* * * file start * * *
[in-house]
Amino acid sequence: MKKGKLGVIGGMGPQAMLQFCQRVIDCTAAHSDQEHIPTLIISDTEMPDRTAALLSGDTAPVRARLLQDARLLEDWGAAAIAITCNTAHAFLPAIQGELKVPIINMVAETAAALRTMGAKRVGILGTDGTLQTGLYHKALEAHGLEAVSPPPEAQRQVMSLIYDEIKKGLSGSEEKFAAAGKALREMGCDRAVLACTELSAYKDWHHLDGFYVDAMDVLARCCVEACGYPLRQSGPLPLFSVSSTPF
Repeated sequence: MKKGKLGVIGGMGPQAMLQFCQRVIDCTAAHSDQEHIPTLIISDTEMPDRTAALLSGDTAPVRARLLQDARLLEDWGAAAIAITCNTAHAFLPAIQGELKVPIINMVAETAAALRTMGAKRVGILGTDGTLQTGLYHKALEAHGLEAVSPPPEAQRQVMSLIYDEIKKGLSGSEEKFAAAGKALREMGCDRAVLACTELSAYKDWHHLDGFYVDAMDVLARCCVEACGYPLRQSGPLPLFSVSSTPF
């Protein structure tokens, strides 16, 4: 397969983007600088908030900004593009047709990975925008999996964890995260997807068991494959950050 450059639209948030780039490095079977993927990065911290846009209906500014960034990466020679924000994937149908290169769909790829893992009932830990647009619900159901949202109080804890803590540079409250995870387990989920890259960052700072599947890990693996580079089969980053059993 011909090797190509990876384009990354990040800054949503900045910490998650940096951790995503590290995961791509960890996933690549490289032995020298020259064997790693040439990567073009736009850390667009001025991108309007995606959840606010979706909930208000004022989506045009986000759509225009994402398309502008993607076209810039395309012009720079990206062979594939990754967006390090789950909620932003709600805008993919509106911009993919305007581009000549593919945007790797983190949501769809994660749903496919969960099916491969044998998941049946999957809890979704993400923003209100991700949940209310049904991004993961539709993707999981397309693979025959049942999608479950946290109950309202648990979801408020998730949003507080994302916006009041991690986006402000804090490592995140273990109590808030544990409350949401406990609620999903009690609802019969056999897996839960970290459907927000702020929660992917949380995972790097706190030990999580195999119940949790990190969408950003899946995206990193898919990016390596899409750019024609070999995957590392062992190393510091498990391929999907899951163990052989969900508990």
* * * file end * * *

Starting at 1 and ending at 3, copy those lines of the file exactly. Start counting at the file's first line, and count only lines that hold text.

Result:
[in-house]
Amino acid sequence: MKKGKLGVIGGMGPQAMLQFCQRVIDCTAAHSDQEHIPTLIISDTEMPDRTAALLSGDTAPVRARLLQDARLLEDWGAAAIAITCNTAHAFLPAIQGELKVPIINMVAETAAALRTMGAKRVGILGTDGTLQTGLYHKALEAHGLEAVSPPPEAQRQVMSLIYDEIKKGLSGSEEKFAAAGKALREMGCDRAVLACTELSAYKDWHHLDGFYVDAMDVLARCCVEACGYPLRQSGPLPLFSVSSTPF
Repeated sequence: MKKGKLGVIGGMGPQAMLQFCQRVIDCTAAHSDQEHIPTLIISDTEMPDRTAALLSGDTAPVRARLLQDARLLEDWGAAAIAITCNTAHAFLPAIQGELKVPIINMVAETAAALRTMGAKRVGILGTDGTLQTGLYHKALEAHGLEAVSPPPEAQRQVMSLIYDEIKKGLSGSEEKFAAAGKALREMGCDRAVLACTELSAYKDWHHLDGFYVDAMDVLARCCVEACGYPLRQSGPLPLFSVSSTPF